It is no secret that what has become known as the sell-out has delivered an ample supply of low skilled, low wage and low-benefited jobs to replace the mass exodus of good paying and skilled American manufacturing jobs. Connecticut and New England have been states hit hardest by the loss of these jobs.
Not long ago, folks could opt out of college to pursue trade school and expect the opportunity of well paying manufacturing jobs in industries like hardware, tools, plating, arms, naval or aeronautical. These opportunities have virtually disappeared, the victim of plant closings and shifts to overseas production.
Many of these workers have either moved or made peace with lower paying employment. Sure, some of these jobs were lost due to technological advancement, but that is not the precipice. The reality is that these jobs were shipped out by corporations in response to US trade deals. These agreements had no mechanisms in them to expect fair and level arrangements between our trading partners. The government and corporate machines found ways to adjust and prosper within their unlevel terms while workers have continued to suffer from them.
America has rightfully insisted that trade be left unquestionably free and open. Any requirement that it also be fair has always been dismissed as obstructive to free markets. This is a very inconsistent stance because our domestic free markets operate on a platform demanding fairness and openness on a level playing field. It’s a concept that gives every player a fair opportunity to compete. I believe the time has come to apply these same standards of fair play to our global free market.
Expecting trade deals that pursue fairness and that no longer circumvent level competing markets is in no way isolationism or protectionism. We are neither constructing a giant bubble around ourselves nor are we dismantling the efficiencies of our global free markets. To the contrary, it would be America’s first big step in obtaining equal footing within these marketplaces, markets currently yielding a globally disadvantaged America.
Every other country puts their country first and many exploit our pass on fairness by creating unfair advantages through lop-sided tax on trade, prohibitive import policies, currency manipulation and absurd quotas. We can’t stop this but we can equalize them by using tariffs and tax policies to get back to level and fair trade, a guiding free market principle.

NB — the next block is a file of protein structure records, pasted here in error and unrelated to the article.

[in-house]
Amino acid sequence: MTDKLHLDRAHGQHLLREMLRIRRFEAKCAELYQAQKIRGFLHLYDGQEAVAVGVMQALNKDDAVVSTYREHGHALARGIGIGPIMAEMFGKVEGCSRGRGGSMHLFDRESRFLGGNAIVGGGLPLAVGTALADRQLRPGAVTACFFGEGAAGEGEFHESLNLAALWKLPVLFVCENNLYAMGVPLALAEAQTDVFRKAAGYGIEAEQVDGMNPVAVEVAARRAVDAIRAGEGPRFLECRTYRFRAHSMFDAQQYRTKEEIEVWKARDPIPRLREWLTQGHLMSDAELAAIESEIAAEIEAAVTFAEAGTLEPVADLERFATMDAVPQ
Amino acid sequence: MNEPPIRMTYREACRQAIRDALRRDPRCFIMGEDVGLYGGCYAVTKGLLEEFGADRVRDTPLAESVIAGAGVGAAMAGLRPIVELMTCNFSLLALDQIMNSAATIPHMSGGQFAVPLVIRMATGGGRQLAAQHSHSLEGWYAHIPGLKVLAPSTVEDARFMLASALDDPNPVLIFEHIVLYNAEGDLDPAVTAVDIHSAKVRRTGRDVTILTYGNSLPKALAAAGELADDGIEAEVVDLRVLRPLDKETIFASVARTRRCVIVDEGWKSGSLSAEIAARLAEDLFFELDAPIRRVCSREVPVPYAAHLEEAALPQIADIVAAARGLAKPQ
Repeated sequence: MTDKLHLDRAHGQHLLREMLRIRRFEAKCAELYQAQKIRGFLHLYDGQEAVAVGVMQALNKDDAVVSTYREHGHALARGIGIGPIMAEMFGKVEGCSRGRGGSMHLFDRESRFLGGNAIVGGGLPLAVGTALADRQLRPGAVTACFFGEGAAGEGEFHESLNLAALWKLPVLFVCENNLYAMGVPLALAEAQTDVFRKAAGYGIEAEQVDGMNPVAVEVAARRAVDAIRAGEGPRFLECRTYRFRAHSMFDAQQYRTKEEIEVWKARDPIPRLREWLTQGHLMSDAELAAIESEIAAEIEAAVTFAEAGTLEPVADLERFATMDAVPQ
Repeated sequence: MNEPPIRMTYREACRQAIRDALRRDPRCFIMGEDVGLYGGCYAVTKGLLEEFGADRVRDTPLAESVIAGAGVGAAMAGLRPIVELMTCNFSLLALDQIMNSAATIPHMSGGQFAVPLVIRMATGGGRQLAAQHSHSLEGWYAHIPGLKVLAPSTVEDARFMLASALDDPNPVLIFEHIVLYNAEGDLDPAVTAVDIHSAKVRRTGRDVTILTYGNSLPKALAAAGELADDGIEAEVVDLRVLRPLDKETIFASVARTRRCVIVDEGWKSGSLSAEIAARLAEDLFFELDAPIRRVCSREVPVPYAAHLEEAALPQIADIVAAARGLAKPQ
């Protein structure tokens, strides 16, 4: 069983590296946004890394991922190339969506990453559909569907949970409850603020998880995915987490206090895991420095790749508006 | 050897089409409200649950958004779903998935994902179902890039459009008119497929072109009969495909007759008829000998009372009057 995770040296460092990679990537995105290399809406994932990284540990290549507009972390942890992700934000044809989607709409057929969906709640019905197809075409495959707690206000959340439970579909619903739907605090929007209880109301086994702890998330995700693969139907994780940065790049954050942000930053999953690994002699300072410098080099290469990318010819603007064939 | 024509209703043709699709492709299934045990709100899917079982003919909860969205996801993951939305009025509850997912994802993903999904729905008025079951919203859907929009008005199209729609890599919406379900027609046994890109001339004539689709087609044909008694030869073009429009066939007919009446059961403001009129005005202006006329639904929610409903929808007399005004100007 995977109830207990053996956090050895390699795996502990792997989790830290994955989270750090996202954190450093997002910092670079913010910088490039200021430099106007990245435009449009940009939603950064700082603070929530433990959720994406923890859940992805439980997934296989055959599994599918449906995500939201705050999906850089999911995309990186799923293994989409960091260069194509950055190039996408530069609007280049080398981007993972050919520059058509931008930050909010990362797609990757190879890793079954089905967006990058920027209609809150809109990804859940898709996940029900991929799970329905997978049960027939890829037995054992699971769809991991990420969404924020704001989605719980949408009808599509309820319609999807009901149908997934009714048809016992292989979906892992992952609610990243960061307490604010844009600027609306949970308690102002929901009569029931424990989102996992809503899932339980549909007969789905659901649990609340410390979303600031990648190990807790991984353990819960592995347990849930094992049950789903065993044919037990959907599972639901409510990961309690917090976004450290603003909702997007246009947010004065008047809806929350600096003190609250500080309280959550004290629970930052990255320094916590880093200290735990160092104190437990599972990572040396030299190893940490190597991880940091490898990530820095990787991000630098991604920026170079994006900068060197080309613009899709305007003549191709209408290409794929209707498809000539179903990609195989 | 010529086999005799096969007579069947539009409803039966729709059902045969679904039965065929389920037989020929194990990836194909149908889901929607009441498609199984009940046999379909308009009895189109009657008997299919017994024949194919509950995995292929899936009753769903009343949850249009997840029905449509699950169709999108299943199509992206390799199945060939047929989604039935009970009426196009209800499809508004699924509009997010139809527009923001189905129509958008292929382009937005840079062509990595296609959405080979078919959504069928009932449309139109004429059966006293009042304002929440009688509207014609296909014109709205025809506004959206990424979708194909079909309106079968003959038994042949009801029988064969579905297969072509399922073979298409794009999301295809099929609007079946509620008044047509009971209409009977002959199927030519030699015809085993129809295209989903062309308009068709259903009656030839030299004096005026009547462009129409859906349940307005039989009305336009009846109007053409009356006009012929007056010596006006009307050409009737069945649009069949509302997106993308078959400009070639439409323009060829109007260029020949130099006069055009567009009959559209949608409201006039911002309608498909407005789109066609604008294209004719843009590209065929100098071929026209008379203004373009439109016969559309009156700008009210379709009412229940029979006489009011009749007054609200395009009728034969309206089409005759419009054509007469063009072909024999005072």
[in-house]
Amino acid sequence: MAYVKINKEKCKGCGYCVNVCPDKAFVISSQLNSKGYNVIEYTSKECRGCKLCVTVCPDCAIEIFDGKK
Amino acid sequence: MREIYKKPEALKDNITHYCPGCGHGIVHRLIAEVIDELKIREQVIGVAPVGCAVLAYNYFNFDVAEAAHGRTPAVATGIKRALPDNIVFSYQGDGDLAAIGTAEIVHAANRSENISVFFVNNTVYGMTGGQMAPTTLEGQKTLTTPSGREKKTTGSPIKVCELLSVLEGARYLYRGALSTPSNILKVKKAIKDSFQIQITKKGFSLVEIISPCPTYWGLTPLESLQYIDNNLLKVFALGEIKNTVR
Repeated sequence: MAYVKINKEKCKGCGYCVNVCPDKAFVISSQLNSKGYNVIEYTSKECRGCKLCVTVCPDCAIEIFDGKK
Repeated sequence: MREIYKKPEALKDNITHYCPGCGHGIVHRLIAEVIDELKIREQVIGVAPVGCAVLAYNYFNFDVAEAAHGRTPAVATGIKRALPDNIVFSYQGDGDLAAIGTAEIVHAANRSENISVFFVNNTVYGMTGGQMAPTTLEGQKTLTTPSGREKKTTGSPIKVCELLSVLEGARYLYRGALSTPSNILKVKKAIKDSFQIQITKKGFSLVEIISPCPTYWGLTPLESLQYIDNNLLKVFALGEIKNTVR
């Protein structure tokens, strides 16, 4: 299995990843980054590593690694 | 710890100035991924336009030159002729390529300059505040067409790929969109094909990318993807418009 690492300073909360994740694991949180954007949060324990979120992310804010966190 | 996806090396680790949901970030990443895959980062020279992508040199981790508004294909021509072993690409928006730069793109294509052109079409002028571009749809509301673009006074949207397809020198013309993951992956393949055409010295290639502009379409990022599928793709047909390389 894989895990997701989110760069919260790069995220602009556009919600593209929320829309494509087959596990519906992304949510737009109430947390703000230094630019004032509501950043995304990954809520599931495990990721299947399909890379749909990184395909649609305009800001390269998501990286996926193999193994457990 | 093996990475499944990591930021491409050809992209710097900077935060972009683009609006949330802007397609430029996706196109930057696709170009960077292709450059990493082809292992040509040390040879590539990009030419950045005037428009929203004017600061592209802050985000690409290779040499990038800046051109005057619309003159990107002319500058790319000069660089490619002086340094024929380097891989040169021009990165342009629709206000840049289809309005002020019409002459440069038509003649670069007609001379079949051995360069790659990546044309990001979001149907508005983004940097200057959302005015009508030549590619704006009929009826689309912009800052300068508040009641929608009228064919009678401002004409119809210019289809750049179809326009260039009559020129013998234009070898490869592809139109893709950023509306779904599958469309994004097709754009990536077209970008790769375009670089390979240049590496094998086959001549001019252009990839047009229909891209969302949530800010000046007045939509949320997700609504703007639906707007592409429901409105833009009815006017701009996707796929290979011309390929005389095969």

Rank and file Republicans and Democrats are unlikely to address this gross disparity due to their corporate dependence and their collusive relationship.
The State of Connecticut and the American Economy can be great again; we can resume our long history of respectable growth on real median incomes. This expansion and the resulting increase in incomes would deliver much needed increased tax revenue streams to the state. Obtaining level trade deals will spur long term sustainable growth by bringing back tangible goods production to the best place for it.
Connecticut and New England has a bounty of forward thinking engineers crammed with exceptional new ideas just waiting in the wings to design, retool and advance new products and process applications. Our work force is highly skilled and second to none, chock full of Yankee ingenuity and still gleaming with pride as the heartbeat of this great nation.
These workers are ready for the challenge; they just need to be awakened with these renewed opportunities so that we can hear the giants roar once more. We have the resources, the expertise and the wherewithal to develop and harness this mighty nation yet again.
It’s time to re-start our engines, Connecticut, and get this American manufacturing powerhouse rolling again.
Robert Chester lives in Somers.